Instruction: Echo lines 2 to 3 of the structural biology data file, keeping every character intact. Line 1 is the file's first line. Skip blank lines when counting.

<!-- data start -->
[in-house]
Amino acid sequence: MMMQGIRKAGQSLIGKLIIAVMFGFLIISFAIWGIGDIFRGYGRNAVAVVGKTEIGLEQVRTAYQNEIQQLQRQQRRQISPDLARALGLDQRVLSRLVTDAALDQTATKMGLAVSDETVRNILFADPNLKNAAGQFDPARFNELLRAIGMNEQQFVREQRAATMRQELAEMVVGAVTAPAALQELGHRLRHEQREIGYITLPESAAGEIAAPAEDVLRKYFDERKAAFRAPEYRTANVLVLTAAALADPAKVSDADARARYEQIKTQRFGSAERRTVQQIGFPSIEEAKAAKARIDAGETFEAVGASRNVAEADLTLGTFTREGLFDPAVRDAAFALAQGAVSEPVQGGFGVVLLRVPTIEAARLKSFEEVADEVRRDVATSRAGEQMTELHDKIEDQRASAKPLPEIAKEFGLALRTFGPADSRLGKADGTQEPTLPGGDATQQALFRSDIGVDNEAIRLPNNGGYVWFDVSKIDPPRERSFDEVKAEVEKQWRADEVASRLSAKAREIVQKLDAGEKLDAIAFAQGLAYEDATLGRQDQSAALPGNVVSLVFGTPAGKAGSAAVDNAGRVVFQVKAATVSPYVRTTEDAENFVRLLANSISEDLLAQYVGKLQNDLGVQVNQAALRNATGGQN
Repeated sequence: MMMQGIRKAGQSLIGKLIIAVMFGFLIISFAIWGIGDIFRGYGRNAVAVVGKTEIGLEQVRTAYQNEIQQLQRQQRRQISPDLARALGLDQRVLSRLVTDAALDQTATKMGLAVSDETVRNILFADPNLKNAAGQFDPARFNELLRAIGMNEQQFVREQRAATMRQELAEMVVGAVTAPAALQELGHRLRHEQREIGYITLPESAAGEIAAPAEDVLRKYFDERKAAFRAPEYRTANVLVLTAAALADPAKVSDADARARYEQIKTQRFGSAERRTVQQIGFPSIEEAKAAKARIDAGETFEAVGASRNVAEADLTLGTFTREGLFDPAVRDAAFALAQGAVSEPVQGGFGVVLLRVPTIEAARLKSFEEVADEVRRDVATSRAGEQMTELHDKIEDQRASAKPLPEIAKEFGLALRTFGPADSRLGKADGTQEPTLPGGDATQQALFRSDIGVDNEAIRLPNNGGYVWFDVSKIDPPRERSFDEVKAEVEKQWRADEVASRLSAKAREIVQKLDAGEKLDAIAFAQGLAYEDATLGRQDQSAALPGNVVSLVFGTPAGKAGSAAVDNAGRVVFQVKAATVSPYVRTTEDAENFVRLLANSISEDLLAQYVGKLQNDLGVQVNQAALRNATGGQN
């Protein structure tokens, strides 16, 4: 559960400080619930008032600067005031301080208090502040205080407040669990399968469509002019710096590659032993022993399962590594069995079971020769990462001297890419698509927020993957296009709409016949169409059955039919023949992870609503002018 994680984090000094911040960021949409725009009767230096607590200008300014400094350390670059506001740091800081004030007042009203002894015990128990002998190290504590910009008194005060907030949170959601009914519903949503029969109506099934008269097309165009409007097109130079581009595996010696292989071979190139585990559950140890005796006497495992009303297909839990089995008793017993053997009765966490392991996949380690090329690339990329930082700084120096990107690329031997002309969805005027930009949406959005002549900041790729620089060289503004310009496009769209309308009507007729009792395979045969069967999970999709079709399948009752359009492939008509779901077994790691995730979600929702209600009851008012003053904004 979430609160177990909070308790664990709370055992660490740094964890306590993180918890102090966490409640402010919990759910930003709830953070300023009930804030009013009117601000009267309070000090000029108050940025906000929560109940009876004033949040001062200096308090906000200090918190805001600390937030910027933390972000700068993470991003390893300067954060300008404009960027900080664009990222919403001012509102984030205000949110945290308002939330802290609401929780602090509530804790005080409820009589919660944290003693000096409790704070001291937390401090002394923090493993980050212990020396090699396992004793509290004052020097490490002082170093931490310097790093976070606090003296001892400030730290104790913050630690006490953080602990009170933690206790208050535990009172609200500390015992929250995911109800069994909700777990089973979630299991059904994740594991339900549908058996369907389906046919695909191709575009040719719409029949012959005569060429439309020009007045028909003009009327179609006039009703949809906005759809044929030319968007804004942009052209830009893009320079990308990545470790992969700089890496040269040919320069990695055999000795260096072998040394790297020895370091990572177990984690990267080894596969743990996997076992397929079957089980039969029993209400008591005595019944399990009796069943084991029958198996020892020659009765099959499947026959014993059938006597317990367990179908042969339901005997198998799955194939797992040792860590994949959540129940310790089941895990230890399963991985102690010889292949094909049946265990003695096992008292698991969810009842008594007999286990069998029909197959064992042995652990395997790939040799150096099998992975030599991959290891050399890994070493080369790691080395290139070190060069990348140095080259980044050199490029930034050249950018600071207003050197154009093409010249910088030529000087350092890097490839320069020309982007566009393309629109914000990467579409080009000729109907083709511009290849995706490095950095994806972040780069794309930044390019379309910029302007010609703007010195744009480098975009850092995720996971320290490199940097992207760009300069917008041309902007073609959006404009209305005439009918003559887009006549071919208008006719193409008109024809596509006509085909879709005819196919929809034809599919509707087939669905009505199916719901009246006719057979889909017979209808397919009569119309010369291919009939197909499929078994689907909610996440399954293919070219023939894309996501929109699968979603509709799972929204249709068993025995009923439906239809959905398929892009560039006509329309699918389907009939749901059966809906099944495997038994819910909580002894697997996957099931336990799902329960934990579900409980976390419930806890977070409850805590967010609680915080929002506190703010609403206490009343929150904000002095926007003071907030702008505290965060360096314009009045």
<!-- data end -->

Amino acid sequence: MMMQGIRKAGQSLIGKLIIAVMFGFLIISFAIWGIGDIFRGYGRNAVAVVGKTEIGLEQVRTAYQNEIQQLQRQQRRQISPDLARALGLDQRVLSRLVTDAALDQTATKMGLAVSDETVRNILFADPNLKNAAGQFDPARFNELLRAIGMNEQQFVREQRAATMRQELAEMVVGAVTAPAALQELGHRLRHEQREIGYITLPESAAGEIAAPAEDVLRKYFDERKAAFRAPEYRTANVLVLTAAALADPAKVSDADARARYEQIKTQRFGSAERRTVQQIGFPSIEEAKAAKARIDAGETFEAVGASRNVAEADLTLGTFTREGLFDPAVRDAAFALAQGAVSEPVQGGFGVVLLRVPTIEAARLKSFEEVADEVRRDVATSRAGEQMTELHDKIEDQRASAKPLPEIAKEFGLALRTFGPADSRLGKADGTQEPTLPGGDATQQALFRSDIGVDNEAIRLPNNGGYVWFDVSKIDPPRERSFDEVKAEVEKQWRADEVASRLSAKAREIVQKLDAGEKLDAIAFAQGLAYEDATLGRQDQSAALPGNVVSLVFGTPAGKAGSAAVDNAGRVVFQVKAATVSPYVRTTEDAENFVRLLANSISEDLLAQYVGKLQNDLGVQVNQAALRNATGGQN
Repeated sequence: MMMQGIRKAGQSLIGKLIIAVMFGFLIISFAIWGIGDIFRGYGRNAVAVVGKTEIGLEQVRTAYQNEIQQLQRQQRRQISPDLARALGLDQRVLSRLVTDAALDQTATKMGLAVSDETVRNILFADPNLKNAAGQFDPARFNELLRAIGMNEQQFVREQRAATMRQELAEMVVGAVTAPAALQELGHRLRHEQREIGYITLPESAAGEIAAPAEDVLRKYFDERKAAFRAPEYRTANVLVLTAAALADPAKVSDADARARYEQIKTQRFGSAERRTVQQIGFPSIEEAKAAKARIDAGETFEAVGASRNVAEADLTLGTFTREGLFDPAVRDAAFALAQGAVSEPVQGGFGVVLLRVPTIEAARLKSFEEVADEVRRDVATSRAGEQMTELHDKIEDQRASAKPLPEIAKEFGLALRTFGPADSRLGKADGTQEPTLPGGDATQQALFRSDIGVDNEAIRLPNNGGYVWFDVSKIDPPRERSFDEVKAEVEKQWRADEVASRLSAKAREIVQKLDAGEKLDAIAFAQGLAYEDATLGRQDQSAALPGNVVSLVFGTPAGKAGSAAVDNAGRVVFQVKAATVSPYVRTTEDAENFVRLLANSISEDLLAQYVGKLQNDLGVQVNQAALRNATGGQN